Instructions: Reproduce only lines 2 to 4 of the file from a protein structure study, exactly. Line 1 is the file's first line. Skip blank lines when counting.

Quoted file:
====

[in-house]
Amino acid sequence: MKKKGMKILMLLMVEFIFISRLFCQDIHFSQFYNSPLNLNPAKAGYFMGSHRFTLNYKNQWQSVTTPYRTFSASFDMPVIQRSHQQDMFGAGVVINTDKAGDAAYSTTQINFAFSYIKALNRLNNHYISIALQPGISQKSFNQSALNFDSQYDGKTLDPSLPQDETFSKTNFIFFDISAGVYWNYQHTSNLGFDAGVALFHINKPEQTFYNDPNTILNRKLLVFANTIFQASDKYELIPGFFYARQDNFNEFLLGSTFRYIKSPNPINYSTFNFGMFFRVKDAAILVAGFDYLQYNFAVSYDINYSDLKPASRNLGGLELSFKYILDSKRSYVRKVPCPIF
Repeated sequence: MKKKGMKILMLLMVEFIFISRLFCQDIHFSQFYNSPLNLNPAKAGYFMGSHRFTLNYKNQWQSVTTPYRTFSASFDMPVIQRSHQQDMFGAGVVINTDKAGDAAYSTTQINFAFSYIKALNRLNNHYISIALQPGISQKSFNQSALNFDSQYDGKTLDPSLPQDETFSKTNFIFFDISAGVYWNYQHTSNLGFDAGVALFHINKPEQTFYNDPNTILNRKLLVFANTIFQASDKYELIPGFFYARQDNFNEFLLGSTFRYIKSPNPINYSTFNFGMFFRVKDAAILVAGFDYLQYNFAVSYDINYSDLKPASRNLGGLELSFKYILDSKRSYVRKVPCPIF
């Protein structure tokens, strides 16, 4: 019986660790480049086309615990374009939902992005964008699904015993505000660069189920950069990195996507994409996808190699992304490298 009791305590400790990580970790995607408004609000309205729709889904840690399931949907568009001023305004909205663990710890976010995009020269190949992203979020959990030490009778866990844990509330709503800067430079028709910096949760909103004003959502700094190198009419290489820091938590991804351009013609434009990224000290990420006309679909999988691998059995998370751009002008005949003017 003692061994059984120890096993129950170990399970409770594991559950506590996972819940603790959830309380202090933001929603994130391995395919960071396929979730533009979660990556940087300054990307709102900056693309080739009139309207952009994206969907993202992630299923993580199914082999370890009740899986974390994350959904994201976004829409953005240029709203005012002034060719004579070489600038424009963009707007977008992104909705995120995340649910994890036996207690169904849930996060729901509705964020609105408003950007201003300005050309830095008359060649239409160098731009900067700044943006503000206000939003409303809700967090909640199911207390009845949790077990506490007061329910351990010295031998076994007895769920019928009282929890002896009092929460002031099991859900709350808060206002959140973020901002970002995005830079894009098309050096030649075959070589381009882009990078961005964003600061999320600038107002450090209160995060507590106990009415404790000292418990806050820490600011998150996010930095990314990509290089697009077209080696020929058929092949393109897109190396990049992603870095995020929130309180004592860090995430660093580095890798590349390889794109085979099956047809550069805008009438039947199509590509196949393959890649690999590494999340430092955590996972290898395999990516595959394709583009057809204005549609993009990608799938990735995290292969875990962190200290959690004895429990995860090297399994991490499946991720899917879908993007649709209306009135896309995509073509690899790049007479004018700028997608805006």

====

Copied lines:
Amino acid sequence: MKKKGMKILMLLMVEFIFISRLFCQDIHFSQFYNSPLNLNPAKAGYFMGSHRFTLNYKNQWQSVTTPYRTFSASFDMPVIQRSHQQDMFGAGVVINTDKAGDAAYSTTQINFAFSYIKALNRLNNHYISIALQPGISQKSFNQSALNFDSQYDGKTLDPSLPQDETFSKTNFIFFDISAGVYWNYQHTSNLGFDAGVALFHINKPEQTFYNDPNTILNRKLLVFANTIFQASDKYELIPGFFYARQDNFNEFLLGSTFRYIKSPNPINYSTFNFGMFFRVKDAAILVAGFDYLQYNFAVSYDINYSDLKPASRNLGGLELSFKYILDSKRSYVRKVPCPIF
Repeated sequence: MKKKGMKILMLLMVEFIFISRLFCQDIHFSQFYNSPLNLNPAKAGYFMGSHRFTLNYKNQWQSVTTPYRTFSASFDMPVIQRSHQQDMFGAGVVINTDKAGDAAYSTTQINFAFSYIKALNRLNNHYISIALQPGISQKSFNQSALNFDSQYDGKTLDPSLPQDETFSKTNFIFFDISAGVYWNYQHTSNLGFDAGVALFHINKPEQTFYNDPNTILNRKLLVFANTIFQASDKYELIPGFFYARQDNFNEFLLGSTFRYIKSPNPINYSTFNFGMFFRVKDAAILVAGFDYLQYNFAVSYDINYSDLKPASRNLGGLELSFKYILDSKRSYVRKVPCPIF
């Protein structure tokens, strides 16, 4: 019986660790480049086309615990374009939902992005964008699904015993505000660069189920950069990195996507994409996808190699992304490298 009791305590400790990580970790995607408004609000309205729709889904840690399931949907568009001023305004909205663990710890976010995009020269190949992203979020959990030490009778866990844990509330709503800067430079028709910096949760909103004003959502700094190198009419290489820091938590991804351009013609434009990224000290990420006309679909999988691998059995998370751009002008005949003017 003692061994059984120890096993129950170990399970409770594991559950506590996972819940603790959830309380202090933001929603994130391995395919960071396929979730533009979660990556940087300054990307709102900056693309080739009139309207952009994206969907993202992630299923993580199914082999370890009740899986974390994350959904994201976004829409953005240029709203005012002034060719004579070489600038424009963009707007977008992104909705995120995340649910994890036996207690169904849930996060729901509705964020609105408003950007201003300005050309830095008359060649239409160098731009900067700044943006503000206000939003409303809700967090909640199911207390009845949790077990506490007061329910351990010295031998076994007895769920019928009282929890002896009092929460002031099991859900709350808060206002959140973020901002970002995005830079894009098309050096030649075959070589381009882009990078961005964003600061999320600038107002450090209160995060507590106990009415404790000292418990806050820490600011998150996010930095990314990509290089697009077209080696020929058929092949393109897109190396990049992603870095995020929130309180004592860090995430660093580095890798590349390889794109085979099956047809550069805008009438039947199509590509196949393959890649690999590494999340430092955590996972290898395999990516595959394709583009057809204005549609993009990608799938990735995290292969875990962190200290959690004895429990995860090297399994991490499946991720899917879908993007649709209306009135896309995509073509690899790049007479004018700028997608805006």